Editor’s note: This is the second of a two-part series on the political and humanitarian crisis of epic proportions in Venezuela, featuring an interview aired on Liberty Nation Radio with Juan Carlos Hidalgo, Latin American policy analyst at Cato Institute. In part one, Mr. Hidalgo discussed how previously splintered opposition to Maduro has united, bringing the dictator to the brink of his demise and invalidating the corrupt election that led to this conflagration.
With the once-prosperous nation of Venezuela in a state of political and humanitarian free-fall after years of strong-armed Marxist dictatorship under Hugo Chavez and now Nicolas Maduro, President Trump and most U.S. allies have officially pulled the rug out from under Maduro, recognizing 35-year-old Venezuelan opposition leader Juan Guaido as the legitimate head of state. Maduro clings to power only because of the support of his military leaders.
Many questions arise: How important is this crisis to the United States? Why should we care? And is Venezuela on the brink of civil war? On Liberty Nation Radio, Juan Carlos Hidalgo, Latin American policy analyst at Cato Institute, addressed these issues.
Tim Donner: Venezuela is one of the countries from which the U.S. imports the most oil. Some of the others are Canada, Mexico, Saudi Arabia, Iraq, Nigeria. How important is the crude oil and petroleum we import from the petro state of Venezuela?
Juan Hidalgo: Not important. I was looking at the numbers the other day, and it’s less than 3% percent of daily oil consumption in the United States. Let’s remember that the shale revolution has made the U.S. a major producer of oil. Canada is the biggest foreign supplier of crude oil to the United States. And oil production in Venezuela has collapsed, given the mismanagement and corruption that besieges that regime. Right now, North Dakota is producing more oil than Venezuela, for example. So we’re talking about 500,000 barrels per day that Venezuela is exporting to the United States, and that’s a trickle compared to the daily consumption of the U.S. market.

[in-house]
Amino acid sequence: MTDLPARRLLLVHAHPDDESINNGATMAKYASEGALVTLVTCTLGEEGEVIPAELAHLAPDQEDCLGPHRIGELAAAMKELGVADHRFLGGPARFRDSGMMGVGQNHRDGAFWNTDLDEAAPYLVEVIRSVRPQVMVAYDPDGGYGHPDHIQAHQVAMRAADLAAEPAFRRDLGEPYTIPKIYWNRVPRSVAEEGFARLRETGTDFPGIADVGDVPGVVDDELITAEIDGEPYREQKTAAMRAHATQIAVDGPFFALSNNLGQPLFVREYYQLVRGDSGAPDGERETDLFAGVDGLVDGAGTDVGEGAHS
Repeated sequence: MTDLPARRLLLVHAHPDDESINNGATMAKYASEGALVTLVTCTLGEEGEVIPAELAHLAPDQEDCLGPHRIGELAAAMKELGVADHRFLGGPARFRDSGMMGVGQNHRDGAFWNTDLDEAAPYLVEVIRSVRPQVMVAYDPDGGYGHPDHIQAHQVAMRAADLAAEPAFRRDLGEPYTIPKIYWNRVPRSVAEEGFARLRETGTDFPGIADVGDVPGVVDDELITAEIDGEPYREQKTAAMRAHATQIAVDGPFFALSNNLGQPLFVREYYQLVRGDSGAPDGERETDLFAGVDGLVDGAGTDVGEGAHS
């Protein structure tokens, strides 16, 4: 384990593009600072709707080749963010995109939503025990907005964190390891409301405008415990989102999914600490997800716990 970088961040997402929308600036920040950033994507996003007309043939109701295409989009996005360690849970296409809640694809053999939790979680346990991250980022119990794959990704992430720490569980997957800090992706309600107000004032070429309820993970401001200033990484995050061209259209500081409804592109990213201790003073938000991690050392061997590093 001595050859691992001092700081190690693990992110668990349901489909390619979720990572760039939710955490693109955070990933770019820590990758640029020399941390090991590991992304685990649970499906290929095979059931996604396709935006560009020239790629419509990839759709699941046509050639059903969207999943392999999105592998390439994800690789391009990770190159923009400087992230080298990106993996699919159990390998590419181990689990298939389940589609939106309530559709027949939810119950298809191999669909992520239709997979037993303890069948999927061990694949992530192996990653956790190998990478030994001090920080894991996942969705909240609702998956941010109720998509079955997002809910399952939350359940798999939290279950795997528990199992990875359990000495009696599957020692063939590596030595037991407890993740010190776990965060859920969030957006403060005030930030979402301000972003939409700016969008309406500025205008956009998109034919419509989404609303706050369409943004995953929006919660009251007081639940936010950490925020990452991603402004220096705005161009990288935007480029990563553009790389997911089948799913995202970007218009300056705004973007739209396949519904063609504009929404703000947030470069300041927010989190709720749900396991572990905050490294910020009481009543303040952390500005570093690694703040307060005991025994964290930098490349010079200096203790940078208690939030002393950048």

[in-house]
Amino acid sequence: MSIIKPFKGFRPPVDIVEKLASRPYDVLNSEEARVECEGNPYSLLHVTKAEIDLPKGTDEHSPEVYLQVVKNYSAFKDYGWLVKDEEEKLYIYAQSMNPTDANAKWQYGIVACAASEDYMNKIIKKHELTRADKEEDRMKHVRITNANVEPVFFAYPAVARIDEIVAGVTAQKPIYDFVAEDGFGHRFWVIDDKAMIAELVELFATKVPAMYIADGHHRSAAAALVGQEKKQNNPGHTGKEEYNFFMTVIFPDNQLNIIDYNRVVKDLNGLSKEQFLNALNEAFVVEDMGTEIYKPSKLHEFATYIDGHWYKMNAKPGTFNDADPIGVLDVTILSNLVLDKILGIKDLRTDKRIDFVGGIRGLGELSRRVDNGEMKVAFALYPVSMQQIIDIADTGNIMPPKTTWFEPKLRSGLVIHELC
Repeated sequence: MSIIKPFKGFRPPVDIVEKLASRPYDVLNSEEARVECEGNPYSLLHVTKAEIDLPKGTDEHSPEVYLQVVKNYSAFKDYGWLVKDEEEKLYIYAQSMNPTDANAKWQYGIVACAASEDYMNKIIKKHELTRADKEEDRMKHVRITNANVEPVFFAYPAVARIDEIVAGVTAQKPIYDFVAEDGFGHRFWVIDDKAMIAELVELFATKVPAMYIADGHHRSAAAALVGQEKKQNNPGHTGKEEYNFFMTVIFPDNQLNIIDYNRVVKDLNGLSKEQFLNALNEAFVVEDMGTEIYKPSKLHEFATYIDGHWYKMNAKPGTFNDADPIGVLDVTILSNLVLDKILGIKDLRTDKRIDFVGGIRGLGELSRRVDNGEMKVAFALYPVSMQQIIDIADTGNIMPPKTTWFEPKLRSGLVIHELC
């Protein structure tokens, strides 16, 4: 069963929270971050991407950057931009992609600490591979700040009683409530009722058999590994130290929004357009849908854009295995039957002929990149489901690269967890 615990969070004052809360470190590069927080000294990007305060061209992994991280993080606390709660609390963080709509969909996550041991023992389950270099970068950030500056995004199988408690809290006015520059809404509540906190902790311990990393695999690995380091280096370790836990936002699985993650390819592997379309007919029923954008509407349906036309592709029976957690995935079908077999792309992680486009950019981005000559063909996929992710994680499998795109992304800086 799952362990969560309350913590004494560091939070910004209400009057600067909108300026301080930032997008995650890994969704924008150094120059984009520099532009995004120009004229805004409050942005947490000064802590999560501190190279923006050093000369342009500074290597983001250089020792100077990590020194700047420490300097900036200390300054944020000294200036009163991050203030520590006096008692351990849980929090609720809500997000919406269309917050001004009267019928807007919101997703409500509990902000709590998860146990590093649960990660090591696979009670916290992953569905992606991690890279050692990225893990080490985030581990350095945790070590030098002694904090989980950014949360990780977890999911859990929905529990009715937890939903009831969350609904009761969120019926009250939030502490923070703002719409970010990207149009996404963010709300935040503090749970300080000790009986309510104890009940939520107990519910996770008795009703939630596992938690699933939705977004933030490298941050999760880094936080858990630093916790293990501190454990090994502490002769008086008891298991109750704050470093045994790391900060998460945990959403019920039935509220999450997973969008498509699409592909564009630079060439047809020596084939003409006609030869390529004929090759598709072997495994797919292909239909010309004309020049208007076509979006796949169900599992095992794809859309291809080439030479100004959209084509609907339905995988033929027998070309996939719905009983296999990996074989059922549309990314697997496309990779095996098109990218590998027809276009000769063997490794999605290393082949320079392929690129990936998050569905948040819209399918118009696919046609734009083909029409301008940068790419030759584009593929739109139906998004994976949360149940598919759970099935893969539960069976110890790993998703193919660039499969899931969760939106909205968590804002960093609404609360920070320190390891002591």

Tim Donner: Let me put a question to you straight. Is Venezuela, do you think, headed for an inevitable civil war?
Juan Hidalgo: Well, the problem is just one side of the top of the equation is armed. In order to have a civil war, you need both sides armed; and in this case, the population is disarmed, and the one with the guns is the army that is backing the government. So if we had [been able to have] a civil war in Venezuela, we would have had it already. I mean, Venezuela has been in this state of chaos and unrest for over six years.
But the big question is, of course, what’s going to happen with the army? Let’s remember that this is an active dictatorship, and the army is steeply involved in crimes. We’re talking about massive corruption. And when we’re talking about corruption, we’re talking about hundreds of millions of dollars that have disappeared from the coffers of the Venezuelan state. So we’re talking about smuggling, drug trafficking. Several heads of the army have been named by the Treasury Department as drug kingpins.
This economic meltdown is all on socialist policies that have been building for 20 years.